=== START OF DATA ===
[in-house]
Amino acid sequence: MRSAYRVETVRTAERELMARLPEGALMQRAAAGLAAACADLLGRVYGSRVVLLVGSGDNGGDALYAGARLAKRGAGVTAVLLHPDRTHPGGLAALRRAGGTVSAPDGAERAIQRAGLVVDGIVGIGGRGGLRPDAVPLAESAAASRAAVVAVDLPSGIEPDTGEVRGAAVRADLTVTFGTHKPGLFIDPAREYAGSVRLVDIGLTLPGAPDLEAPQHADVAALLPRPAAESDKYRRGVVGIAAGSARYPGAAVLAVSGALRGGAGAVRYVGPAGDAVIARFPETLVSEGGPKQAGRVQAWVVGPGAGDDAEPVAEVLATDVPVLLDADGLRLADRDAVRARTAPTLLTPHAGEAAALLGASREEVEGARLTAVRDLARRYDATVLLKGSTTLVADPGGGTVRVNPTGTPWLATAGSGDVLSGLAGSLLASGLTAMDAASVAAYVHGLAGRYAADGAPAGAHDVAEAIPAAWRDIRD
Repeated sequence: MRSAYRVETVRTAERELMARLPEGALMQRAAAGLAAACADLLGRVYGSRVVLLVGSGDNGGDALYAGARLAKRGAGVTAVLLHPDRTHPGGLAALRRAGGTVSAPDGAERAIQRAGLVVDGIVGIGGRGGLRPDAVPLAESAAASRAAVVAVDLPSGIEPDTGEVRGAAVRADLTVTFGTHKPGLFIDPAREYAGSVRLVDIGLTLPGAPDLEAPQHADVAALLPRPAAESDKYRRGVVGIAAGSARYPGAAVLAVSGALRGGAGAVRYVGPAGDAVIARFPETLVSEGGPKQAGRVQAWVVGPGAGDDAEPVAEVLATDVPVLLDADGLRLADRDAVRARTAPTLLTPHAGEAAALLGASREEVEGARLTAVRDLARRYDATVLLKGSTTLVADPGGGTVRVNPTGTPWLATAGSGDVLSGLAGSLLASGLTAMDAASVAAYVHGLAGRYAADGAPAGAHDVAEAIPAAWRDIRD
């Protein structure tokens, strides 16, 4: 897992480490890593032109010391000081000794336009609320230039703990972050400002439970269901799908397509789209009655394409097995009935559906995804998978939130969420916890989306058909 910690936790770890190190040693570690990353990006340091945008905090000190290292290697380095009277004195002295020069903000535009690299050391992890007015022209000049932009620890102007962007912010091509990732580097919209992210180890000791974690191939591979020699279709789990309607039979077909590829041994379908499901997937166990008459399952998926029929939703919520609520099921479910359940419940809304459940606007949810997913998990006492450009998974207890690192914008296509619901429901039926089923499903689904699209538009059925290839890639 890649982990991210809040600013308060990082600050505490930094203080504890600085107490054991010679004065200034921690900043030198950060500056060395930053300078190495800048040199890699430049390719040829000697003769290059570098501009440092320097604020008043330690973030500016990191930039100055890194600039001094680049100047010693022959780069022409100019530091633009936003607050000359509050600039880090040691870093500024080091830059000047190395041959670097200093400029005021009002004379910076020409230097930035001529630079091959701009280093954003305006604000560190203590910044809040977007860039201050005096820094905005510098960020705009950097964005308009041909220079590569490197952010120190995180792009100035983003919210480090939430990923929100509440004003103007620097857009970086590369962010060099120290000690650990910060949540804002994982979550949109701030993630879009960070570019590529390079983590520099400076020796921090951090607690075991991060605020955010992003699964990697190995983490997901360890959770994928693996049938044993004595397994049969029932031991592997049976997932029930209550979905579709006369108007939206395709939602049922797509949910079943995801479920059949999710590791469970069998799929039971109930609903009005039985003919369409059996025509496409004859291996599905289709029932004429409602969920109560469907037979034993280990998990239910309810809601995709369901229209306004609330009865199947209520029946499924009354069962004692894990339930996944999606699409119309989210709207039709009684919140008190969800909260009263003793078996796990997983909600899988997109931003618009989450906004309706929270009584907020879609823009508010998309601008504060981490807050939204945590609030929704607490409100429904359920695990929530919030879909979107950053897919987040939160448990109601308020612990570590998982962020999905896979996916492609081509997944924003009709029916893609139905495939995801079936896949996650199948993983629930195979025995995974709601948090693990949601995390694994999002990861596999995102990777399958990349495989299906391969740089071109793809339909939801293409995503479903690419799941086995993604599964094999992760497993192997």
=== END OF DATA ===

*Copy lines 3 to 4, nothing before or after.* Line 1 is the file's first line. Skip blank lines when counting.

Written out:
Repeated sequence: MRSAYRVETVRTAERELMARLPEGALMQRAAAGLAAACADLLGRVYGSRVVLLVGSGDNGGDALYAGARLAKRGAGVTAVLLHPDRTHPGGLAALRRAGGTVSAPDGAERAIQRAGLVVDGIVGIGGRGGLRPDAVPLAESAAASRAAVVAVDLPSGIEPDTGEVRGAAVRADLTVTFGTHKPGLFIDPAREYAGSVRLVDIGLTLPGAPDLEAPQHADVAALLPRPAAESDKYRRGVVGIAAGSARYPGAAVLAVSGALRGGAGAVRYVGPAGDAVIARFPETLVSEGGPKQAGRVQAWVVGPGAGDDAEPVAEVLATDVPVLLDADGLRLADRDAVRARTAPTLLTPHAGEAAALLGASREEVEGARLTAVRDLARRYDATVLLKGSTTLVADPGGGTVRVNPTGTPWLATAGSGDVLSGLAGSLLASGLTAMDAASVAAYVHGLAGRYAADGAPAGAHDVAEAIPAAWRDIRD
């Protein structure tokens, strides 16, 4: 897992480490890593032109010391000081000794336009609320230039703990972050400002439970269901799908397509789209009655394409097995009935559906995804998978939130969420916890989306058909 910690936790770890190190040693570690990353990006340091945008905090000190290292290697380095009277004195002295020069903000535009690299050391992890007015022209000049932009620890102007962007912010091509990732580097919209992210180890000791974690191939591979020699279709789990309607039979077909590829041994379908499901997937166990008459399952998926029929939703919520609520099921479910359940419940809304459940606007949810997913998990006492450009998974207890690192914008296509619901429901039926089923499903689904699209538009059925290839890639 890649982990991210809040600013308060990082600050505490930094203080504890600085107490054991010679004065200034921690900043030198950060500056060395930053300078190495800048040199890699430049390719040829000697003769290059570098501009440092320097604020008043330690973030500016990191930039100055890194600039001094680049100047010693022959780069022409100019530091633009936003607050000359509050600039880090040691870093500024080091830059000047190395041959670097200093400029005021009002004379910076020409230097930035001529630079091959701009280093954003305006604000560190203590910044809040977007860039201050005096820094905005510098960020705009950097964005308009041909220079590569490197952010120190995180792009100035983003919210480090939430990923929100509440004003103007620097857009970086590369962010060099120290000690650990910060949540804002994982979550949109701030993630879009960070570019590529390079983590520099400076020796921090951090607690075991991060605020955010992003699964990697190995983490997901360890959770994928693996049938044993004595397994049969029932031991592997049976997932029930209550979905579709006369108007939206395709939602049922797509949910079943995801479920059949999710590791469970069998799929039971109930609903009005039985003919369409059996025509496409004859291996599905289709029932004429409602969920109560469907037979034993280990998990239910309810809601995709369901229209306004609330009865199947209520029946499924009354069962004692894990339930996944999606699409119309989210709207039709009684919140008190969800909260009263003793078996796990997983909600899988997109931003618009989450906004309706929270009584907020879609823009508010998309601008504060981490807050939204945590609030929704607490409100429904359920695990929530919030879909979107950053897919987040939160448990109601308020612990570590998982962020999905896979996916492609081509997944924003009709029916893609139905495939995801079936896949996650199948993983629930195979025995995974709601948090693990949601995390694994999002990861596999995102990777399958990349495989299906391969740089071109793809339909939801293409995503479903690419799941086995993604599964094999992760497993192997």